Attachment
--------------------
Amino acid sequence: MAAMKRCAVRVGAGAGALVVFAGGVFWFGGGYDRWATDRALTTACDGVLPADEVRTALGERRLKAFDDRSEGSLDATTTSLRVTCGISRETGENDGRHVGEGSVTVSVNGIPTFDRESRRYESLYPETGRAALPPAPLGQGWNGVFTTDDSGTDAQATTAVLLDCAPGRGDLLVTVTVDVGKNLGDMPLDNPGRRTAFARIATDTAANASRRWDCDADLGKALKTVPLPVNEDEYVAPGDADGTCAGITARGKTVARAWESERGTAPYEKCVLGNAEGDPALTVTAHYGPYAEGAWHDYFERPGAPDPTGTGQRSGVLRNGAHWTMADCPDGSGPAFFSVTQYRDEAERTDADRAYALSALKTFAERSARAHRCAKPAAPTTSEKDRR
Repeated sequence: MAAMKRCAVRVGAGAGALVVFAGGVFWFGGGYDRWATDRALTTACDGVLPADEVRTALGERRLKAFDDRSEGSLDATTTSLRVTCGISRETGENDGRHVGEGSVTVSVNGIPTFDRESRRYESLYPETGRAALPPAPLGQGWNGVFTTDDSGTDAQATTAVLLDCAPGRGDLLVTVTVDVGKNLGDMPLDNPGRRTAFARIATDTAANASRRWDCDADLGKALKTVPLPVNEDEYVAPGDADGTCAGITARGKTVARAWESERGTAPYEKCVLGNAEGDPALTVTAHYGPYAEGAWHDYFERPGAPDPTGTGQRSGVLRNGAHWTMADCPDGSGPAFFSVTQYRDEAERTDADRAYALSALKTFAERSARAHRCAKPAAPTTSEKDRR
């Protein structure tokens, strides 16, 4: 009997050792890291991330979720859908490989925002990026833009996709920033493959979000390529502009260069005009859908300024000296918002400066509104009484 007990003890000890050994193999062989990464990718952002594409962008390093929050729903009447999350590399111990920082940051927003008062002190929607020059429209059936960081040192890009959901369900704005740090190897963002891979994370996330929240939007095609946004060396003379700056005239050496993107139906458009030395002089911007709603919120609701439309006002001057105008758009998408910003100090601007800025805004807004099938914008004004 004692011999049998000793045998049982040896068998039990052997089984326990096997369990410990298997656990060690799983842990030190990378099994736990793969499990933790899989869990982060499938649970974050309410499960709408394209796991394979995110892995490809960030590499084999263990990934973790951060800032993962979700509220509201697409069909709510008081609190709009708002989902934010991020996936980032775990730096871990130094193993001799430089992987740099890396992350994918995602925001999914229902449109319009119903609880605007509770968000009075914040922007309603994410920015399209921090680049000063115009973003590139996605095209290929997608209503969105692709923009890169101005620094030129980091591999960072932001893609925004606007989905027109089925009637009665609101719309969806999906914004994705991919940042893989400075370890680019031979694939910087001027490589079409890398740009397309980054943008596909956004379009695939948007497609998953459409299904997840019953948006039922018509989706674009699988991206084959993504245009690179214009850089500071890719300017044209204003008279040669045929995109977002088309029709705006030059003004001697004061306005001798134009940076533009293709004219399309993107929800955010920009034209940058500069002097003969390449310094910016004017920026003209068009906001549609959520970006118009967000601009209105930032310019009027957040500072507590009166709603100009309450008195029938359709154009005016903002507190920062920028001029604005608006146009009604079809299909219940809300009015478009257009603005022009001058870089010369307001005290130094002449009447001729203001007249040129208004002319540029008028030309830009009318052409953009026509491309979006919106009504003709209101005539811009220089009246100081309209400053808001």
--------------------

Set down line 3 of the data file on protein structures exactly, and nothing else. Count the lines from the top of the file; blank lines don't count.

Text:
């Protein structure tokens, strides 16, 4: 009997050792890291991330979720859908490989925002990026833009996709920033493959979000390529502009260069005009859908300024000296918002400066509104009484 007990003890000890050994193999062989990464990718952002594409962008390093929050729903009447999350590399111990920082940051927003008062002190929607020059429209059936960081040192890009959901369900704005740090190897963002891979994370996330929240939007095609946004060396003379700056005239050496993107139906458009030395002089911007709603919120609701439309006002001057105008758009998408910003100090601007800025805004807004099938914008004004 004692011999049998000793045998049982040896068998039990052997089984326990096997369990410990298997656990060690799983842990030190990378099994736990793969499990933790899989869990982060499938649970974050309410499960709408394209796991394979995110892995490809960030590499084999263990990934973790951060800032993962979700509220509201697409069909709510008081609190709009708002989902934010991020996936980032775990730096871990130094193993001799430089992987740099890396992350994918995602925001999914229902449109319009119903609880605007509770968000009075914040922007309603994410920015399209921090680049000063115009973003590139996605095209290929997608209503969105692709923009890169101005620094030129980091591999960072932001893609925004606007989905027109089925009637009665609101719309969806999906914004994705991919940042893989400075370890680019031979694939910087001027490589079409890398740009397309980054943008596909956004379009695939948007497609998953459409299904997840019953948006039922018509989706674009699988991206084959993504245009690179214009850089500071890719300017044209204003008279040669045929995109977002088309029709705006030059003004001697004061306005001798134009940076533009293709004219399309993107929800955010920009034209940058500069002097003969390449310094910016004017920026003209068009906001549609959520970006118009967000601009209105930032310019009027957040500072507590009166709603100009309450008195029938359709154009005016903002507190920062920028001029604005608006146009009604079809299909219940809300009015478009257009603005022009001058870089010369307001005290130094002449009447001729203001007249040129208004002319540029008028030309830009009318052409953009026509491309979006919106009504003709209101005539811009220089009246100081309209400053808001």